Coexistence of PFOA and tibiofemoral osteoarthritis (TFOA) is observed in 40% of older adults with KOA.24 Research indicates that the coexistence of PFOA and TFOA is associated with more pain and greater loss of function in individuals with KOA,24 which is commonly diagnosed and managed in primary care settings,25 mostly by primary care practitioners (PCPs).26 Therefore, we aim to conduct a randomised clinical trial that evaluates the clinical effectiveness of a simple clinic-based patella mobilisation therapy (PMT) in a subgroup of patients with coexisting PFOA and TFOA. A pragmatic design will be used for the trial to test whether PMT is effective in clinical settings.25 The therapy consists of passive joint mobilisation to realign and activate VMO firing to maintain the patellar position. The technique is simple and can be easily performed by trained PCPs. We hypothesise that an improvement in the disrupted biomechanics will reduce pain and improve function in individuals with KOA, although PMT only targets the PFJ.24
Aims and hypotheses
1. To assess the clinical effectiveness (primary outcome) of PMT in the intervention and waiting list groups in terms of self-reported knee pain at 6 months.
Hypothesis: PMT can reduce knee pain based on the Western Ontario and McMaster Universities Osteoarthritis Index (WOMAC), which is the gold standard for self-reported measures in KOA trials.26
2. To assess the clinical effectiveness (secondary outcomes) of PMT in the intervention and waiting list groups in terms of functional improvement and quality of life (QoL) at 6 months.
Hypothesis: PMT can improve knee function and stiffness and QoL based on the WOMAC function score, 30 s chair stand, 40-metre fast-paced walk test, Timed Up and Go Test (TUGT) and EuroQol-5D (EQ-5D) results.27 28
Methods and analysis
The study is a 26-week, two-arm, pragmatic, parallel, superiority, open-label, phase II randomised controlled trial that aims to evaluate the effectiveness of PMT versus a waiting list group in clinical settings. The protocol design incorporates the recommendations of the Osteoarthritis Research Society International (OARSI) and Standard Protocol Items: Recommendations for Interventional Trials.26 29 The study workflow is shown in figure 1.
Participants will be screened by a trained research assistant via phone interview, and potential eligible participants will be examined by the principal investigator (RWSS, a physician) at the study site based on the following criteria:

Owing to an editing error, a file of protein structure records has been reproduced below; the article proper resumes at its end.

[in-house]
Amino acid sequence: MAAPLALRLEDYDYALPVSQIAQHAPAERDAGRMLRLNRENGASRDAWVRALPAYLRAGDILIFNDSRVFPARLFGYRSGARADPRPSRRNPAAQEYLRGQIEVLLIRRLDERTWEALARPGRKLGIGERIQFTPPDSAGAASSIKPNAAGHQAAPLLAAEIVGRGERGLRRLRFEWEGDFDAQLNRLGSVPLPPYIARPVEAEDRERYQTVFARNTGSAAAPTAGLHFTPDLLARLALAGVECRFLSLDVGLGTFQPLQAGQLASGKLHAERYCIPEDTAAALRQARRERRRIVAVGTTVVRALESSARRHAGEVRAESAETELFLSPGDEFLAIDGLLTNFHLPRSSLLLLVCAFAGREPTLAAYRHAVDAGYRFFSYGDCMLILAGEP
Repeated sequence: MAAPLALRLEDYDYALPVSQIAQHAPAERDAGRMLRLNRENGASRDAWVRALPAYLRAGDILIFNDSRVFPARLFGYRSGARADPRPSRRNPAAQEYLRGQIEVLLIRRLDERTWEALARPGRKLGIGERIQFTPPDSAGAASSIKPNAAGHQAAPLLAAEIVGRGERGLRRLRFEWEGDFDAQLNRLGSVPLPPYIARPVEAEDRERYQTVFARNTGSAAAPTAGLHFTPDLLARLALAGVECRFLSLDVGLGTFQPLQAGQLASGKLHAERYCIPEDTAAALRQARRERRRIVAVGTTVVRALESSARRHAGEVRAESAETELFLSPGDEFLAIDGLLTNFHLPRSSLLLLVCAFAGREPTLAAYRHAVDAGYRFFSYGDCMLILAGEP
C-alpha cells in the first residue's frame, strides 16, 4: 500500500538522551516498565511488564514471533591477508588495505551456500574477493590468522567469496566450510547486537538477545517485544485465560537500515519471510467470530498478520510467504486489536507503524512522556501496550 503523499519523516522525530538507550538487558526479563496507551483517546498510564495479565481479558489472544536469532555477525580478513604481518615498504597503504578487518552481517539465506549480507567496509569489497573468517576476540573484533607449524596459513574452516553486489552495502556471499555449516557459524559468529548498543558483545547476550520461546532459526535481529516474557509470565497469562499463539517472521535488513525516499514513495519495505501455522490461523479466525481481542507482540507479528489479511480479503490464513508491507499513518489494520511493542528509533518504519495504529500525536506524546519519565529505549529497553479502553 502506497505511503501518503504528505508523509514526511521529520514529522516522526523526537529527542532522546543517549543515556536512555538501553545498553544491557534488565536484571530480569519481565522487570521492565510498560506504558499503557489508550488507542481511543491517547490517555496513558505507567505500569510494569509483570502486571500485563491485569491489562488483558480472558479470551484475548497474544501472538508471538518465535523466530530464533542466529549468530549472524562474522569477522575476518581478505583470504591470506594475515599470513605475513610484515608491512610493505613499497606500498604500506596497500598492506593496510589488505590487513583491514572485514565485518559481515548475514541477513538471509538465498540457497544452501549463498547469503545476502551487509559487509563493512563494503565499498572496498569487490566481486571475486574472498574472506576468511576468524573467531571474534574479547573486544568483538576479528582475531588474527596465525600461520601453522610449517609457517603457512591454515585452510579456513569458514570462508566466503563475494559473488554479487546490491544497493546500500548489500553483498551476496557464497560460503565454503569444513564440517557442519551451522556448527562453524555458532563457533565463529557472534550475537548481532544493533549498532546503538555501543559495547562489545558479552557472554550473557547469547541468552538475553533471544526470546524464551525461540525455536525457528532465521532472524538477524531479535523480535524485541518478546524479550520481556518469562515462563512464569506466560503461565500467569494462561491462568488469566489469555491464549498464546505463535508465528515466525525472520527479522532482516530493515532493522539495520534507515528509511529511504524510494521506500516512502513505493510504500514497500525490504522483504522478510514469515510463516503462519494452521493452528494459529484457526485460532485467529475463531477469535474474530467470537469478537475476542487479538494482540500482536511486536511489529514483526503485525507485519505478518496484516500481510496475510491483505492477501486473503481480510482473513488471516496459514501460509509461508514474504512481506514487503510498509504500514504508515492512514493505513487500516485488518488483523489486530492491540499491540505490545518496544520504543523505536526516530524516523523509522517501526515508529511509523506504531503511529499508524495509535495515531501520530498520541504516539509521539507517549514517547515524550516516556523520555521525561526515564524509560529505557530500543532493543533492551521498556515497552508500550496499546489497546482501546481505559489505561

age ≥45 to ≤75 years: the age range is chosen because PFOA is common among elderly individuals and among individuals in the middle-age group18 30; we set the upper age limit to ensure participants can understand, remember and follow the exercise prescription
diagnosis of KOA based on clinical and radiographic criteria (standing anteroposterior view) as defined by the American Rheumatology Association31
moderate to severe knee pain for at least 3 months with either stair climbing, squatting or prolonged sitting,32 with a score of 3 or more (0–6 ordinal response scale) on the question ‘What is the average level of your left/right knee pain?’
involvement of anterior knee pain and fulfilment of two of the following criteria on initial assessment: (1) pain on direct compression of the patella against the femoral condyles with the knee in full extension, (2) tenderness on palpation of the posterior surface of the patella, (3) pain on resisted knee extension, and (4) pain with isometric quadriceps contraction against suprapatellar resistance with the knee in slight flexion32 33
presence of osteophytes at the PFJ on standing as shown in the 30 degree flexion lateral radiograph.34
history of open or arthroscopic operation on the symptomatic knee
body mass index (BMI) ≥35 kg/m2
any knee injections within the preceding month
history of inflammatory or postinfectious knee arthritis
daily use of opioid medication
comorbidity severe enough to prevent participation, such as attendance at scheduled appointments
fixed flexion deformity >5°, or varus or valgus deformity >15°, which makes realignment of the patella to a normal mechanical position difficult.
Recruitment and informed consent
Participants will be recruited from general outpatient clinics (GOPCs) in the New Territories East (NTE) region of Hong Kong. There are seven GOPCs/family medicine clinics in the NTE region that provide primary care services to a specific population, serving more than 1.2 million people. Participants with KOA will be recruited via poster advertisement in GOPCs and direct physician referral. The study site is a teaching clinic operated by the Chinese University of Hong Kong. After confirming the eligibility of the participants, the principal investigator will discuss the study goals, procedures, activities and possible alternatives for approximately 15 min, and answer all questions. Subsequently, signed written informed consent will be obtained. After enrolment, participants will receive a study identification number and baseline data will be collected.
Randomisation and allocation concealment